The trial judge assigned reasons for refusing to quash the general venire, finding that the facts failed to establish discrimination against Negroes because of their race. It was pointed out that the court order directing the Jury Commission to meet and select a jury venire specifically directs that "* * * no distinction, neither inclusion therein nor exclusion therefrom shall be made on account of race, color, or previous condition of servitude." Though recognizing the absence of the names of Negroes from the lists, except for one on the general venire; the trial judge felt that the members of the Jury Commission obeyed the mandate of the law directing that "none but good and competent jurors,"[1] and "of well known good character and standing in the community"[2] should be chosen. It was his opinion that in the discharge of this mandate it was inevitable that the lists would be composed of white persons, not because they were white, but because of the well known fact that the moral standards of the Lincoln Parish Negroes are rather low. Attendance at sessions of that Court, according to the trial judge, "disclosed that the 40 percent of the population who are Negroes commit about 85 percent of the crimes." Thus, in his opinion, it is not surprising that the Jury Commission in the selection of a comparatively small number of persons having the high qualities needed for jury duty, seldom include more than a small number of Negroes.

He then points out that a very large percentage of the better qualified Negroes residing in Lincoln Parish are ineligible to serve on juries. Many are teachers at Grambling College and in the elementary and high schools; some are school bus drivers or in other categories which make them exempt from jury service.

The question thus presented is whether the facts and circumstances of this case establish a systematic inclusion or exclusion of Negroes from the general venire or petit jury lists because of their race.

Principles which forbid discrimination in the selection of juries have been repeatedly asserted in the laws of our state and nation. "It is a right to which every colored man is entitled, that, in the selection of jurors *534 to pass upon his life, liberty, or property, there shall be no exclusion of his race, and no discrimination against them because of their color."[3] "* * * trial(s) by jury cease to harmonize with our traditional concepts of justice at the very moment particular groups, classes or racesotherwise qualified to serve as jurors in a communityare excluded as such from jury service."[4] These are the principles of "equal protection of the laws" embodied in the Fourteenth Amendment of the Constitution of the United States, and the concept of "due process of law" in the Bill of Rights of the Constitution of Louisiana (art. 1, § 2), LSA. These guarantees have been recognized and reiterated by the Congress of the United States in Title 18 U.S.C. § 243; "No citizen possessing all other qualifications which are or may be prescribed by law shall be disqualified for service as grand or petit juror in any court of the United States, or of any State on account of race, color, or previous condition of servitude; * * *"; and by the Legislature of Louisiana in its declaration that "there shall be no distinction made on account of race, color or previous condition of servitude"[5] in the determination of the qualifications to serve as a grand juror or a petit juror.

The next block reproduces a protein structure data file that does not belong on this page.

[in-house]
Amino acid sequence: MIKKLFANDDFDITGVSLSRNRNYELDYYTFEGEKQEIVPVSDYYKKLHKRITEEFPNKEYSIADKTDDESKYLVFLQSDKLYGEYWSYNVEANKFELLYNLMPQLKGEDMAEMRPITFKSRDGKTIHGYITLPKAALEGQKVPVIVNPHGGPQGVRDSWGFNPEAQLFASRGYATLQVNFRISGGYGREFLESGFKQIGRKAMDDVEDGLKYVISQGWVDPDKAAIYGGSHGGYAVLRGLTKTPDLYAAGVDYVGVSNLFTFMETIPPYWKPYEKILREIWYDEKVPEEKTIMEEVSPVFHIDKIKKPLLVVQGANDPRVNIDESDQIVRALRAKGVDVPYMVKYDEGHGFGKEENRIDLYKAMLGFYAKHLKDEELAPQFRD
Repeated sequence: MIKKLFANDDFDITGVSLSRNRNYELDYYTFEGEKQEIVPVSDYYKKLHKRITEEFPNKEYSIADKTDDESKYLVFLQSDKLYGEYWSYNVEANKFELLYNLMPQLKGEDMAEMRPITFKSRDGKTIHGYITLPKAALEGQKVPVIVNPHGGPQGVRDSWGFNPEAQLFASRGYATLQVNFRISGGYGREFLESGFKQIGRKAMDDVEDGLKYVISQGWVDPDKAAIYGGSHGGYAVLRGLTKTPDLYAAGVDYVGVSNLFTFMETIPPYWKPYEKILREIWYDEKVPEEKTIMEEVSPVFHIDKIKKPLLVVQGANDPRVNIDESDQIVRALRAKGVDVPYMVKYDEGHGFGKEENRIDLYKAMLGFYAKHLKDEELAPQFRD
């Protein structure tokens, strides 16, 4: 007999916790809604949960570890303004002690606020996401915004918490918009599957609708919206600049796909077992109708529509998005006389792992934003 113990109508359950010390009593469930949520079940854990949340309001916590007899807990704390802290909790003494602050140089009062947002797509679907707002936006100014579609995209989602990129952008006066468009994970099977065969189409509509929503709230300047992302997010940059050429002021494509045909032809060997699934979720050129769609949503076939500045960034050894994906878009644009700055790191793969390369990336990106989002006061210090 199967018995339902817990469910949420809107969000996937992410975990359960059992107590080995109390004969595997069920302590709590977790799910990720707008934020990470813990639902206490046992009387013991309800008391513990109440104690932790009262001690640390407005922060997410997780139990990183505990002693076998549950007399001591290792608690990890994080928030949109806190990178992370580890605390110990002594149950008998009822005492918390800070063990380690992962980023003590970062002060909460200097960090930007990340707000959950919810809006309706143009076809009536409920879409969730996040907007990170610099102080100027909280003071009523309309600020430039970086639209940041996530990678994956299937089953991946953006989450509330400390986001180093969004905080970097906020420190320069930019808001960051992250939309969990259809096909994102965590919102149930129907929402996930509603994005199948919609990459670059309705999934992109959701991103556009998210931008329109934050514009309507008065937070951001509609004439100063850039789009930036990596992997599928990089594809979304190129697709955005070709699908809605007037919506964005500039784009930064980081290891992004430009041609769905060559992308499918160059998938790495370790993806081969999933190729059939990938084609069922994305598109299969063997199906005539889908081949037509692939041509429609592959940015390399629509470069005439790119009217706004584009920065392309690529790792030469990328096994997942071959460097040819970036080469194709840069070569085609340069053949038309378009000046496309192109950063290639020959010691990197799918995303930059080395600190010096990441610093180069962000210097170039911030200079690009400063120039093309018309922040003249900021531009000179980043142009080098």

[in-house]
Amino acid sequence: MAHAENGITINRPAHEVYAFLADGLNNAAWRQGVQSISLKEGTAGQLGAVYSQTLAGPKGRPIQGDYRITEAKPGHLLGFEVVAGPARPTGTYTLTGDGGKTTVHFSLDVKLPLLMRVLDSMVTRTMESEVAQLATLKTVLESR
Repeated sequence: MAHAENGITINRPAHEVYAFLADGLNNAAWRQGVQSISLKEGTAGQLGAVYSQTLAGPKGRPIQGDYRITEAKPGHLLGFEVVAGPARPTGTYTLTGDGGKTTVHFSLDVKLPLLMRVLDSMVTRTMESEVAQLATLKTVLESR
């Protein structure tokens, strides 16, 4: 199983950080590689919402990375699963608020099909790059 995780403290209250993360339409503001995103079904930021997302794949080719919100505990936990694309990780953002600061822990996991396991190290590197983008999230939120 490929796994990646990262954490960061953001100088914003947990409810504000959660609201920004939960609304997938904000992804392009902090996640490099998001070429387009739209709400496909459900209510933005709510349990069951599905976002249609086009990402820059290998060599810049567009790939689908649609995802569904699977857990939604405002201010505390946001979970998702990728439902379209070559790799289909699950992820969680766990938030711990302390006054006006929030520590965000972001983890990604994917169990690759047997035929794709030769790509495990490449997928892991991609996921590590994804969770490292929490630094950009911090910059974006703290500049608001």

In 1958 the United States Supreme Court declared: "In an unbroken line of cases stretching back almost 80 years this Court has held that a criminal defendant is denied the equal protection of the laws [as] guaranteed by the Fourteenth Amendment if he is indicted by a grand jury or tried by a petit jury from which members of his race have been excluded because of their race." Eubanks v. Louisiana, 356 U.S. 584, 78 S. Ct. 970, 2 L. Ed. 2d 991. See also 232 La. 289, 94 So. 2d 262, cert. granted 355 U.S. 812, 78 S. Ct. 64, 2 L. Ed. 2d 30.

This Court has recognized and applied these principles without dissent in State v. Anderson, 205 La. 710, 18 So. 2d 33.

The question of what constitutes a sufficient showing of an intentional discrimination in such cases is one of fact, varying in its solution in individual cases. Hernandez v. Texas, 347 U.S. 475, 74 S. Ct. 667, 98 L. Ed. 866.

In the selection of juries the Jury Commission must recognize the minimum qualifications jurors must possess. They are enumerated in LSA-R.S. 15:172 as follows:

"The qualifications to serve as a grand juror or a petit juror in any of the courts of this state shall be as follows: "To be a citizen of this state, not less than twenty-one years of age, a bona fide resident of the parish in and for which the court is holden, for one year next preceding such service, able to read and write the English language, not under interdiction or charged with any offense, or convicted at any time of any felony, provided that there shall be no distinction made on account of race, color or previous condition of servitude; and provided further, that the district judge shall have discretion to decide upon the competency of jurors in particular cases where from physical infirmity or from relationship, or other causes, the person may be, in the opinion of the judge, incompetent to sit upon the trial of any particular case. "In addition to the foregoing qualifications, jurors shall be persons of well known good character and standing in the community." (Emphasis added.)

The Jury Commissioners are specifically directed by the language of LSA-R.S. 15:173 to "secure none but good and competent jurors" and provision is made therein to obtain compulsory attendance of witnesses, etc., to effectuate this purpose. Among the *535 categories of persons who are exempt from serving as grand or petit jurors who have been mentioned by the Jury Commissioners in their testimony and which are pertinent to this case are professors, school teachers, school bus drivers, and all persons over sixty-five years of age. (LSA-R.S. 15:174).

The method to be employed by the Jury Commissioners in the compilation of the general venire and jury lists are set forth in LSA-R.S. 15:179 and LSA-R.S. 15:181, which provide: